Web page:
The parents of a young tech CEO murdered in Baltimore last year urged Maryland lawmakers Tuesday to end good behavior credits for imprisoned rapists, which is how the man accused of killing their daughter ended up out on the streets.
EcoMap Technologies CEO Pava Marie LaPere, 26, died in September 2023 from strangulation and blunt force trauma allegedly at the hands of 32-year-old convicted felon Jason Billingsley. He is charged with first-degree murder in her death and had only been out of prison for about a year after serving a shortened sentence for a 2013 rape because of his good behavior behind bars.
At the time of LaPere’s death, Baltimore police were searching for Billingsley in connection with a Sept. 19, 2023, rape that included a man and a woman being tied up with duct tape before their house was set on fire.
Frank and Caroline LaPere, Pava’s parents, testified Tuesday in support of a measure before state lawmakers prohibiting someone imprisoned for first-degree rape from automatically being eligible for early release credits because of good behavior.
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The bill, sponsored by Baltimore Democrat Del. Elizabeth Embry, would require the state’s parole commission to sign off before someone serving time for first-degree rape could be considered for early release. That stipulation is already in place for someone convicted of a sex offense against a victim under 16 years old.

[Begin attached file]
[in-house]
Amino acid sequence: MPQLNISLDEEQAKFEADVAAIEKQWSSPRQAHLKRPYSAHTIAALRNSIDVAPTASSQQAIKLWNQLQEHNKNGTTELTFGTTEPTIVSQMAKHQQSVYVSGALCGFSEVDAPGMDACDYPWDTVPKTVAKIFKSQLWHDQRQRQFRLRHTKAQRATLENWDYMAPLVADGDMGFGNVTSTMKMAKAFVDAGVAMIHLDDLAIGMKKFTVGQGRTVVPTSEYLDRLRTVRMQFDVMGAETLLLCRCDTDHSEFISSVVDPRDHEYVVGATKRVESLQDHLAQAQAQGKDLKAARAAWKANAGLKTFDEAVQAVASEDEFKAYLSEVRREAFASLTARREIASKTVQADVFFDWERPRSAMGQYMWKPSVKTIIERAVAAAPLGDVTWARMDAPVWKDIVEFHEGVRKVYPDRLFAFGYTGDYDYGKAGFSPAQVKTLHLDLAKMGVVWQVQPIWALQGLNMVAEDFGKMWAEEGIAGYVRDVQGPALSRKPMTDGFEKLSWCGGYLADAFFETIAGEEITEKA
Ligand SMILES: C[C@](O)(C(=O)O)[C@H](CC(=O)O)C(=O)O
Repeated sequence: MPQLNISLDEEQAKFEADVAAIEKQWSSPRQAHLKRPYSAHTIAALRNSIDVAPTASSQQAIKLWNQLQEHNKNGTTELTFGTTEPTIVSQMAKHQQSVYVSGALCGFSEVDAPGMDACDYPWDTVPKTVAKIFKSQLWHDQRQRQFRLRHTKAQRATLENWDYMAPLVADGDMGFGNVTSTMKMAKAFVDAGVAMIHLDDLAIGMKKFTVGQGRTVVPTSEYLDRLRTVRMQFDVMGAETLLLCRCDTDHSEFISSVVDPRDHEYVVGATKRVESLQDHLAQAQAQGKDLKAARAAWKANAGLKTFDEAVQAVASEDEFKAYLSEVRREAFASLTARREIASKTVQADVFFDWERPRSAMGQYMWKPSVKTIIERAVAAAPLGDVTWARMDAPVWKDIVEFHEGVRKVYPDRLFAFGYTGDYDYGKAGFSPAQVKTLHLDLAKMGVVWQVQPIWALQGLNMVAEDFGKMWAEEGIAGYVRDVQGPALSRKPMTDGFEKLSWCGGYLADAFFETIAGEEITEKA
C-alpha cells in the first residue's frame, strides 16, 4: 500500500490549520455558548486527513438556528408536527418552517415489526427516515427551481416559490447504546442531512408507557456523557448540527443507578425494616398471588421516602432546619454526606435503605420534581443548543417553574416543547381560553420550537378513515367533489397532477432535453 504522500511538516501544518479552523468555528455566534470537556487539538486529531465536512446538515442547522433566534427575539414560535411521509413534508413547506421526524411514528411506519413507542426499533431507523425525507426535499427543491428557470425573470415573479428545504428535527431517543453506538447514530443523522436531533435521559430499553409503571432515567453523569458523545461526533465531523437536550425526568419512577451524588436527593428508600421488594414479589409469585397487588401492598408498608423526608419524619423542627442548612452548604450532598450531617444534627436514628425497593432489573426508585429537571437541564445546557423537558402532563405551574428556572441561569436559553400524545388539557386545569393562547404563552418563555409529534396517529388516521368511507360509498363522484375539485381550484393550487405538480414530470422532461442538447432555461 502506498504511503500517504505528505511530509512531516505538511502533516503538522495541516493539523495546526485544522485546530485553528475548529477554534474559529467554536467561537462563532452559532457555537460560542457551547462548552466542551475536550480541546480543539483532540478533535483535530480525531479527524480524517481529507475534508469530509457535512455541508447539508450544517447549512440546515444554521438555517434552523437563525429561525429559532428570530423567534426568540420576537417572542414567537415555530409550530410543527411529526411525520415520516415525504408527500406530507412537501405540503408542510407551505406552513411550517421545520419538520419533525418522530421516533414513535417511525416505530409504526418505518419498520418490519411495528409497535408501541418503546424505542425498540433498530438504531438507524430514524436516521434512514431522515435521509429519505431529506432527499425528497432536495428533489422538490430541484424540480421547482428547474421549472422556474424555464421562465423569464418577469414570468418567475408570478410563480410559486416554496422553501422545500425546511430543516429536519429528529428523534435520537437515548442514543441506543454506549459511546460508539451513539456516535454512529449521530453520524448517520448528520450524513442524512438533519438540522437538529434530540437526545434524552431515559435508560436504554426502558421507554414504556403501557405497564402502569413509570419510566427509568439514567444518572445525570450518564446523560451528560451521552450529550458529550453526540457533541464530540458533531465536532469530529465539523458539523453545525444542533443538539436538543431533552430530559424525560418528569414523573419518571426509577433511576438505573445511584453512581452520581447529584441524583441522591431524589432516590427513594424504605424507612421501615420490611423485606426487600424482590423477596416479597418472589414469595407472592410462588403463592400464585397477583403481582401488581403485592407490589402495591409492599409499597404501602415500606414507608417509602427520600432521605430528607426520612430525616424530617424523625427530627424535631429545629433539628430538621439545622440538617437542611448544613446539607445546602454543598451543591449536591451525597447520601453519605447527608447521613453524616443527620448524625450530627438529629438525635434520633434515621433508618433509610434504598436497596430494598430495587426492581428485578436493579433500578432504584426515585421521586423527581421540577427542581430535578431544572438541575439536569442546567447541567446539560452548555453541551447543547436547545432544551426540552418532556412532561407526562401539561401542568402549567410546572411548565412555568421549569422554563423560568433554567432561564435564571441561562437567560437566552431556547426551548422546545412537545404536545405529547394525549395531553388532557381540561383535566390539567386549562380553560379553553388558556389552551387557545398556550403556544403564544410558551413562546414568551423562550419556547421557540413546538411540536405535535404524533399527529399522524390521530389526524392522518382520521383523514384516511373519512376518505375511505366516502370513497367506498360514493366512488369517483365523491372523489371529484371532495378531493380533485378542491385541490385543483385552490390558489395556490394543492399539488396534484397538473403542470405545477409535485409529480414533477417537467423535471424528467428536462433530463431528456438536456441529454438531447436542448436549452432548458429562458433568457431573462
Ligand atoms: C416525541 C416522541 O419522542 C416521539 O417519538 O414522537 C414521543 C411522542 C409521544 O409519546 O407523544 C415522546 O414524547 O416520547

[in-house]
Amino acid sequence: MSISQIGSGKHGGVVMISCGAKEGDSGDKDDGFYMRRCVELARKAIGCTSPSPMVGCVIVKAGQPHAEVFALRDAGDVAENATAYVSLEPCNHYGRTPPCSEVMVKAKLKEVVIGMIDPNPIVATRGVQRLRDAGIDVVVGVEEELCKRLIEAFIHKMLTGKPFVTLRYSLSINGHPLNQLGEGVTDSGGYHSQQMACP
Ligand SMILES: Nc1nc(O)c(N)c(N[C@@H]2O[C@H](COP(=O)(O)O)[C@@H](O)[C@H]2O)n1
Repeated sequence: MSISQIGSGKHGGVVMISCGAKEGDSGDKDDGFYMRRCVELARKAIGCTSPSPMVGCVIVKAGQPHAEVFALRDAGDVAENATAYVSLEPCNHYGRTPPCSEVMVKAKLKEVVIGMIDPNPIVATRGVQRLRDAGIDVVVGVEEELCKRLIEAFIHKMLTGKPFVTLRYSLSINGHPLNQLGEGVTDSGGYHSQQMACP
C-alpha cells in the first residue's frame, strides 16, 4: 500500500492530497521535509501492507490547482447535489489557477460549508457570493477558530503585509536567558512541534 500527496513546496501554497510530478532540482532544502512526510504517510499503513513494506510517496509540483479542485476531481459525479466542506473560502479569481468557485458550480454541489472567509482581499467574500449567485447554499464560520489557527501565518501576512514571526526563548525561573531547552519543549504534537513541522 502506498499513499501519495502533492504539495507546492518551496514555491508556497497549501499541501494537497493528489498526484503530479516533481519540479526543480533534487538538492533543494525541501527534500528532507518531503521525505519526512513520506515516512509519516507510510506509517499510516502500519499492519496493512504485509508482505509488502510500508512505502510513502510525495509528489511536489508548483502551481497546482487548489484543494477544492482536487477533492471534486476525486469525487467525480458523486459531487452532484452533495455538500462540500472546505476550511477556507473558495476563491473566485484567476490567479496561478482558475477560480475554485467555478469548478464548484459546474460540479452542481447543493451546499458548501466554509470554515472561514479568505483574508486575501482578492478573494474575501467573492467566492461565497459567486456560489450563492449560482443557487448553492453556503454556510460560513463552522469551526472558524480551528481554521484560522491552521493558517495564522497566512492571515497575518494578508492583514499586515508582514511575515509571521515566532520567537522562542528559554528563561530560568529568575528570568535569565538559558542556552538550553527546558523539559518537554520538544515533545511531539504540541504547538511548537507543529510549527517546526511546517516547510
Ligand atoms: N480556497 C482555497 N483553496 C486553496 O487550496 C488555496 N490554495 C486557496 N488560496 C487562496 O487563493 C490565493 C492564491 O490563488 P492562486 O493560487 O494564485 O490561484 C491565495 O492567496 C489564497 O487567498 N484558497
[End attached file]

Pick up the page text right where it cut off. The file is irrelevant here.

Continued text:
“Pass the bill,” Caroline said. “It’s simple. Further, I want to say that there are so many victims who can’t or won’t have the chance to address you.”
While acknowledging how difficult it was to testify, she said that advocating for this bill is an important mission in serving Pava’s legacy and supporting actions to help prevent violence.
Frank added that they “never want any other family to have to identify their daughter’s body, almost unrecognizable, again.”
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Senate President Bill Ferguson said Tuesday he believes there will be enough support to change the law.
“I think, particularly for first-degree rape situations, there is very good reason to have extra eyes on the diminution credits and make sure that something like what happened this past year can’t happen again,” Ferguson said.
Gov. Wes Moore, who knew LaPere, has also expressed support for changing the law.
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LaPere was named to Forbes’ 30 under 30 list for social impact in 2023.
The Associated Press contributed to this report.
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